Daily Blogroll 9/10 – Launch Madness edition

Buh bye, Dorn

Was there ever a mob that you really, REALLY hated as a low level, that you just HAD to go back later on and just kill, kill, kill? Well, old Dorn in North Ro was that mob for a lot of us EQ players. Seeing him CRINGE before me now in EQ2…. Worth the ride!

One of the things that made EQ so memorable was that there was really nothing like it at the time. They could pretty much try anything, because, what else was there? Not like these days, where there’s so MUCH choice, so MANY good games, that it’s hard to stick with just one, and so game devs do whatever they feel they must to grab and keep players.

It doesn’t help that so many really good MMOs are starting out this month.

Aion brings its lush, saturated graphics to our shores September 22 after a summer-long beta, following WoW’s lead in that as in so much else. And again, like WoW, Aion’s North American servers will be segregated by time zone, although not by RP/Non-RP servers. Naamah of Aionic Thoughts has the complete scoop on the server names and preferred time zones, as well as NCsoft’s reasoning behind not naming roleplay-preferred servers.

Post-apocalyptic MMO Fallen Earth went live for pre-order customers yesterday, though it goes live to regular players on September 22… same day as Aion! Weird. Pete of Dragonchasers jumped into the game and loved its old school feel, but had trouble finding a place to park his ATV. You think gas is cheap after the fall of civilization? Not so much.

Maybe he can chase a fuel-carrying tanker across a desert for it?

Autumn Duskhunter just can’t keep off the interwebs. After shuttering W101 blog Homework in a Graveyard last month, she pops up now on the Friendly Necromancer’s blog with an article about letting players control some of the monsters in the worlds of Wizard101. Friendly adds a postscript about EverQuest’s experiment with this when they did Monster Play a few years back. It wasn’t pretty :P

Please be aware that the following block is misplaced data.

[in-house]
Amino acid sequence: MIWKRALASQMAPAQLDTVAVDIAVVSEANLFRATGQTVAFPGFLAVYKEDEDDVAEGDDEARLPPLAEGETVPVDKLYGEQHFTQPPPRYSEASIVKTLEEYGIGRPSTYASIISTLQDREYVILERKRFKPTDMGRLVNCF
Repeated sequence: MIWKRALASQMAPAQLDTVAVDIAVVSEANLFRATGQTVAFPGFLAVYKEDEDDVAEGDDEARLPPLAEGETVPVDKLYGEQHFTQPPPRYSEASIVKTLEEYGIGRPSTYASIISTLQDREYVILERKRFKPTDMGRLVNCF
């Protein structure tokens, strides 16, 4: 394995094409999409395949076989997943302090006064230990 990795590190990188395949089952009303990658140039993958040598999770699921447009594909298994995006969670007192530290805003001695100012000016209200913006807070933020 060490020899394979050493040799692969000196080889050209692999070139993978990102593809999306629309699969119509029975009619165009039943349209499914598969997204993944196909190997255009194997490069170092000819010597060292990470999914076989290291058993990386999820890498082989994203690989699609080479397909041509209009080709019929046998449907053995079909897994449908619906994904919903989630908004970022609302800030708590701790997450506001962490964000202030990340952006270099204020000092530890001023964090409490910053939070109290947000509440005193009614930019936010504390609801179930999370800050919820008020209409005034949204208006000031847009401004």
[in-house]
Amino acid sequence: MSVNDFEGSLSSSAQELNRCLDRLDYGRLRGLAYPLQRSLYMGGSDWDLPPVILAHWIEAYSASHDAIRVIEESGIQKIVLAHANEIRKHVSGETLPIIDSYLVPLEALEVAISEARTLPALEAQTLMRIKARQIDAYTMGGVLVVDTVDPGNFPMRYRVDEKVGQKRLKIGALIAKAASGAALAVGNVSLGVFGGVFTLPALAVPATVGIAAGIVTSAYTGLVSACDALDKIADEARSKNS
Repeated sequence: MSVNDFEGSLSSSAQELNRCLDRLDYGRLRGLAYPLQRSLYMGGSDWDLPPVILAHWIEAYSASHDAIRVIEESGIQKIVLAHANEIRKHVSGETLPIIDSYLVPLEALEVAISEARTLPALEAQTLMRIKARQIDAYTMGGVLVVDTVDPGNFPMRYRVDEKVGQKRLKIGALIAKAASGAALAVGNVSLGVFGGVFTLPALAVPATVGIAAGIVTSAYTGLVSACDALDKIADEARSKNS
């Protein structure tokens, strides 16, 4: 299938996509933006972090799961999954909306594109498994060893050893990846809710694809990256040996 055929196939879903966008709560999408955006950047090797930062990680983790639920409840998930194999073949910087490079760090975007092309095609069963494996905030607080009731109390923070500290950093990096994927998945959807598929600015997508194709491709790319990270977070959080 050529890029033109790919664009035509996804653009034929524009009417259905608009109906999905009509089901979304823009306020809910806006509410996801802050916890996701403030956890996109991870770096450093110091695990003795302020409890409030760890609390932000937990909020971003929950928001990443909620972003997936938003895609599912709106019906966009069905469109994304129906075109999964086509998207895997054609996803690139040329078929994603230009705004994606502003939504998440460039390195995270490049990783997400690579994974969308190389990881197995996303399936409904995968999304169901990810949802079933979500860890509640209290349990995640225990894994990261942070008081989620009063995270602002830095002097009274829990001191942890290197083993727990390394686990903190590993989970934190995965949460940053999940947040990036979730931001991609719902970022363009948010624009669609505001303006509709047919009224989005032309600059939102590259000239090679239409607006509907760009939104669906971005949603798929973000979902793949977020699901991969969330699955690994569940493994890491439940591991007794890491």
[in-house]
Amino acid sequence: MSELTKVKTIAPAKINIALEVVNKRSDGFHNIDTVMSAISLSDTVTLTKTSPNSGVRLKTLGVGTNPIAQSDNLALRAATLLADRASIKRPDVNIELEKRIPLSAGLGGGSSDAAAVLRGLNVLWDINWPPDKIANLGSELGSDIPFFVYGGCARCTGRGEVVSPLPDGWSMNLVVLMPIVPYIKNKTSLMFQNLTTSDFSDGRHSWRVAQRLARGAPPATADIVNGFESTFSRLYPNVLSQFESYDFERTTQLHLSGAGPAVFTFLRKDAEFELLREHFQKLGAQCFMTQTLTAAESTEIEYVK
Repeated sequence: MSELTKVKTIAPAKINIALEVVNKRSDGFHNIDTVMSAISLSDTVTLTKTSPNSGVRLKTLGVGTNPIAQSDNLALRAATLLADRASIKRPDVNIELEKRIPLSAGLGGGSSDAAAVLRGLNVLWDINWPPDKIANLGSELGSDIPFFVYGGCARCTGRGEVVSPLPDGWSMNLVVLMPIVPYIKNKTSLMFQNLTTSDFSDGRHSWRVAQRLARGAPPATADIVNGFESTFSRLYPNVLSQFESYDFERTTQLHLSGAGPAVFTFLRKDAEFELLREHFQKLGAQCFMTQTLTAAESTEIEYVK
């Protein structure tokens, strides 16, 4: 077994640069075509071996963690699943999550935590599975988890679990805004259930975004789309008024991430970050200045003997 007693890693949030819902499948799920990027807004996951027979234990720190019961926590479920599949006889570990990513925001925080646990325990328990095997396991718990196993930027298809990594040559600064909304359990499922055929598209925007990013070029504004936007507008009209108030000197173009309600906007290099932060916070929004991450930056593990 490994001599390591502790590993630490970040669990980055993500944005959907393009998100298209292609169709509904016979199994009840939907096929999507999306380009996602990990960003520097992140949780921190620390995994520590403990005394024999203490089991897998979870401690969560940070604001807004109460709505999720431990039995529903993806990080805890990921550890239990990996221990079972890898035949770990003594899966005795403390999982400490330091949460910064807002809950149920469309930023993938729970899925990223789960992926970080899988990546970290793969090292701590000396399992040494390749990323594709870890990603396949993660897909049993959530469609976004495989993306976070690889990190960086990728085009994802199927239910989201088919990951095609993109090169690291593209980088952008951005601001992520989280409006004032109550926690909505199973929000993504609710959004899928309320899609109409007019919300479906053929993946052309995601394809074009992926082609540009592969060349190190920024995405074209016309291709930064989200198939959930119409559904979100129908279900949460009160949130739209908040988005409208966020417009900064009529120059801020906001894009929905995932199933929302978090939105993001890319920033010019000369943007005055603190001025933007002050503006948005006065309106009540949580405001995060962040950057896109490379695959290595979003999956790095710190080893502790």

With Champions Online and Age of Conan rumored to be coming to consoles, DC Universe Online and The Agency almost certainly joining them, and as PC gaming continues its slow decline, what happens to the most common means of communicating with other players — text? Can voice chat really take over the load of communicating with hundreds or thousands of other players? Spinks thinks voice COULD work, if games contracted enough that you never had more than a few people to talk to, but leaving text behind entirely would be a terrible thing.

Level and achievement games rule the MMO roost these days, but it can make it difficult for new players to join more advanced friends when there’s 80 levels and tons of achievements and a truckload of gear separating them. What if it were possible to just play a game without huge barriers between new and experienced players? Syncaine tells how a new Darkfall player returned to the game and that very day was fighting alongside guildies and contributing in that game’s end-game content.

Ferrel of Epic Slant looks back on his adventures in Lord of the Rings Online’s Moria expansion and asks, did the awesomeness of the ruins of Khazad-Dum do enough to outweigh the grind? On the whole, he says, Moria was worth the effort.

And lastly, Syp of Bio Break reminds the world that Turbine’s Dungeons & Dragons Online has gone Free-to-Play, but he’s having trouble deciding upon a class to play, and isn’t a big fan of one of the inevitable launch-day bugs.

Play us off, 50s hip soul piano cat!

The Cat Piano from PRA on Vimeo.

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3 thoughts on “Daily Blogroll 9/10 – Launch Madness edition”

  1. Thank you for the mention! There are a whole lot of choices available right now and I’ve been having trouble making up my mind. I do think I’m going to avoid the PVP-focused titles for the time being.

  2. What an interesting little short film. I’ve noted it elsewhere, but my BFA degree is in computer animation. I’ve seen a LOT of animated films, short and long. I like the style of that one, even though I might quibble with some of the subject matter. There is a lot to like professionally about that film. For one, the strong shapes and colors work very well with the excellent animation. I may well have to recommend it to my old professors. :)

    Thanks for the link!

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